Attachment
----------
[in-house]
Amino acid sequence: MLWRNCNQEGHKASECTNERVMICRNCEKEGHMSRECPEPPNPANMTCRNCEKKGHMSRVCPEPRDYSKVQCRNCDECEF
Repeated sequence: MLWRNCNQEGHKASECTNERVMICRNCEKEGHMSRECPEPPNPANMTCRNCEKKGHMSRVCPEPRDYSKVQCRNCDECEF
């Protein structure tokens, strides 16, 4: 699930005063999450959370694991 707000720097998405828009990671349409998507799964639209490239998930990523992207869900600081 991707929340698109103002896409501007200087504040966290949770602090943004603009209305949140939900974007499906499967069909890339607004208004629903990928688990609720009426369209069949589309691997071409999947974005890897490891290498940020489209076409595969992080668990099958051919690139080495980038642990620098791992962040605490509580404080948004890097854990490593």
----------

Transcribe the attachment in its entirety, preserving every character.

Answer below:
[in-house]
Amino acid sequence: MLWRNCNQEGHKASECTNERVMICRNCEKEGHMSRECPEPPNPANMTCRNCEKKGHMSRVCPEPRDYSKVQCRNCDECEF
Repeated sequence: MLWRNCNQEGHKASECTNERVMICRNCEKEGHMSRECPEPPNPANMTCRNCEKKGHMSRVCPEPRDYSKVQCRNCDECEF
């Protein structure tokens, strides 16, 4: 699930005063999450959370694991 707000720097998405828009990671349409998507799964639209490239998930990523992207869900600081 991707929340698109103002896409501007200087504040966290949770602090943004603009209305949140939900974007499906499967069909890339607004208004629903990928688990609720009426369209069949589309691997071409999947974005890897490891290498940020489209076409595969992080668990099958051919690139080495980038642990620098791992962040605490509580404080948004890097854990490593």